Alefiya sails to Byzantine in art
While some young women of 29 are tentatively stepping into careers
and others are still debating what to take on, Alefiya Akbarally has her
feet firmly set on the ground. Walking into her spacious office one
somehow expects to find an older person. It is, however, a pleasant
surprise to be met by an unassuming and enthusiastic young individual
full of ideas and inspirations.
"Creativity is my strength. Generally, I am a very colourful person
as my life is filled with very colourful items that inspire me. I am a
perfectionist, which at times can be good but at times bad because the
more you want to be perfect, the longer time it will take. I am very
sensitive and I love music," admits Alefiya, the founder of "Mosaic Art
Alefiya was born in Colombo. Her father, Inayet, is a barrister and
her mother, Farida, is a housewife. She has two siblings, Shabbir, a
doctor and Huzeafa, an engineer. The family owns a number of highly
successful companies under the Akbar Brothers Group.
A past pupil of St. Bridget's Convent, Colombo, Alefiya studied law
in university before dedicating herself to mosaic art and photography.
"Law never fulfilled my love for creativity. It does not give you the
flexibility to accomplish your wanderlust. Law is either a desk job or
it means working at court. I did not have that much of a passion to
Many years of Alefiya's childhood was spent in Australia. It was
during a brief holiday to Spain which changed her life forever. She got
the opportunity of being introduced to Antoni Gaudi, architect and the
pioneer of modern mosaics. Alefiya was stunned by the beauty of the
ancient art form.
Soon she was so enamored with her discovery that she was back on her
way to Australia to study and master the art. Mosaic is a very ancient
form of art going back to 4,000 years or more and through centuries,
developed from crude pebbled pavements to an art form with precise
geometric patterns and detailed scenes of people and animals.
It is a decorative art form using 'tesserae'- small pieces of glass,
marble, ceramic or stone - to create images or patterns. Its development
has passed through the Greco-Roman period. It made a prominent
resurgence in the Byzantine period (in Turkey).
Today examples can be seen in Spain at the Great Mosque at Cordoba
and the Alhambra Palace. At present, it is becoming increasingly popular
as a versatile contemporary craft. Mingling the ancient styles of mosaic
with traditional Sri Lankan art forms (like Kandyan, Polonnaruwa and
Anuradhapura art forms) Alefiya has tried out many novel designs in her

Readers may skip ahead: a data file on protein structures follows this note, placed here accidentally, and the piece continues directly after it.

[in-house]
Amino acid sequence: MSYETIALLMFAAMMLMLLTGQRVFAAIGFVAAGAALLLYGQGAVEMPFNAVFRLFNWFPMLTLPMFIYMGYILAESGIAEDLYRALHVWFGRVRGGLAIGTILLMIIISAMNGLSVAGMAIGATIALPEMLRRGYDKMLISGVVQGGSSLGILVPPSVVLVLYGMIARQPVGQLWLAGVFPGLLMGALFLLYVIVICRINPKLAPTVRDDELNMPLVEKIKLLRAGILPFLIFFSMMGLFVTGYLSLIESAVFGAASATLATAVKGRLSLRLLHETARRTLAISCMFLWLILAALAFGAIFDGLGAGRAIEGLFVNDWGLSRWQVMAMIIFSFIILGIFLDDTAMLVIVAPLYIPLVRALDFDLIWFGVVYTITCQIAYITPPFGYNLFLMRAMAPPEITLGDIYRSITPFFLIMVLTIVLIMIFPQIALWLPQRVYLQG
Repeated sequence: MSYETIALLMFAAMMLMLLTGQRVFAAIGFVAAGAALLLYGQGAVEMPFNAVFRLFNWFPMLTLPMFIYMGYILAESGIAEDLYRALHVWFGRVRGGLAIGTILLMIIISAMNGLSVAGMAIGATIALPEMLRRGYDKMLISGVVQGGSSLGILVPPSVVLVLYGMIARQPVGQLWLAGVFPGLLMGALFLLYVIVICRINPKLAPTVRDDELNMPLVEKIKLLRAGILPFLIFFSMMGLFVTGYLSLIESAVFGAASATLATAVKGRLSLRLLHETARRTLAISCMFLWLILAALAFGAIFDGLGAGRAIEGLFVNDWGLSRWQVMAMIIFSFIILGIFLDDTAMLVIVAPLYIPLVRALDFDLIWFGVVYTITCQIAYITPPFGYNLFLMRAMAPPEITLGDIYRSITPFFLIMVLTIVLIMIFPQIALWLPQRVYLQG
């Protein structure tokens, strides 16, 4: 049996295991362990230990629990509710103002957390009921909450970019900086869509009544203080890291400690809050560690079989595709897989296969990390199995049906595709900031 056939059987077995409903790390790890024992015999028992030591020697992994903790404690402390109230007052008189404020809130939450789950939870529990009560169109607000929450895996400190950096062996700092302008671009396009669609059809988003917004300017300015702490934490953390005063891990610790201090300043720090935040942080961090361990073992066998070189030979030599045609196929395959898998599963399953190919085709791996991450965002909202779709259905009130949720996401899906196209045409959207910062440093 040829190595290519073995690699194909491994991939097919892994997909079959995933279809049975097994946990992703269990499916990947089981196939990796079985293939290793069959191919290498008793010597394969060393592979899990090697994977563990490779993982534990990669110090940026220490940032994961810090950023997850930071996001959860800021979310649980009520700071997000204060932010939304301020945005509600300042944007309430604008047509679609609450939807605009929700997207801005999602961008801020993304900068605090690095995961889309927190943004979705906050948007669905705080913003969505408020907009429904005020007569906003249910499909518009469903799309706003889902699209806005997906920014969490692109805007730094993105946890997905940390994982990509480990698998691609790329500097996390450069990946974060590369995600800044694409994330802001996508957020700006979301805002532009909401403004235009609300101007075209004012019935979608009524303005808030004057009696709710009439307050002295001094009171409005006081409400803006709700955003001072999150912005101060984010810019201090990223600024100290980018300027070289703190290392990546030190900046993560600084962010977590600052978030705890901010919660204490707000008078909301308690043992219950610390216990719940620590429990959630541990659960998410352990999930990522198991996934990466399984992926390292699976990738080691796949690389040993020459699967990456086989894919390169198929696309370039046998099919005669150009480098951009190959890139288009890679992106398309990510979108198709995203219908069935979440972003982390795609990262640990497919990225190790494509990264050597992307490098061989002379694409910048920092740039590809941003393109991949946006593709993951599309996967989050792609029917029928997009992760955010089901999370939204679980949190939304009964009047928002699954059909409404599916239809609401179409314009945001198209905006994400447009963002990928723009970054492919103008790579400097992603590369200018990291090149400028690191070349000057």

According to Alefiya high quality mosaic can be identified as
"Something beautifully laid out, cut well and manufactured very
precisely." It is also very important to avoid having cracks when
The first mosaic art Alefiya did was a mirror with a colourful
abstract design. It had taken her two whole years to perfect the art.
Today, she is able to explore endless variations of subjects from huge
wall murals to tables and tissue box holders as her ideas have
Her Mosaic art is available at Odel, Dwellings, Barefoot and
Hermitage. She had put up two exhibitions at the Hermitage Gallery in
2004 and Dwellings in 2005. It was after her first solo exhibition that
the idea of establishing her own company was born.
Her recent masterpieces is a 12' x 8' mural which she did recently
for the Overseas School of Colombo. It had been the artist's idea to
give an opportunity to one of the students of the school to help design
Thus, together with Olivia, Alefiya designed a beautiful three
panelled Mosaic to reflect the school's theme. Turtles, elephants, lotus
flowers and moonstones adored the mural, representing wisdom and Sri
Lankan culture. Alefiya is also very proud of her wall structures as it
took quite a lot of hard work to master the art form.
"I use to paint a lot in Acrylics and oils. When you are creative,
your creativity goes everywhere. But that does not mean that your
creativity is easy to apply to every single thing," she points out. "I
am also a photographer.
I shoot for Serendib, in-flight magazine for the SriLankan Airlines,
Serendipity, Leisure Times, Asiana and Harbus Newspaper (Harvard
Business School). I like photography because it is a scientific and
technical challenge to me." However she refused to be photographed
saying she does not like publicity.
Alefiya is past photography student of the London College of
Communication, University of the Arts, United Kingdom. She held several
photographic exhibitions and around 10 painting exhibitions.
She took part in the International Art Camp organized by the George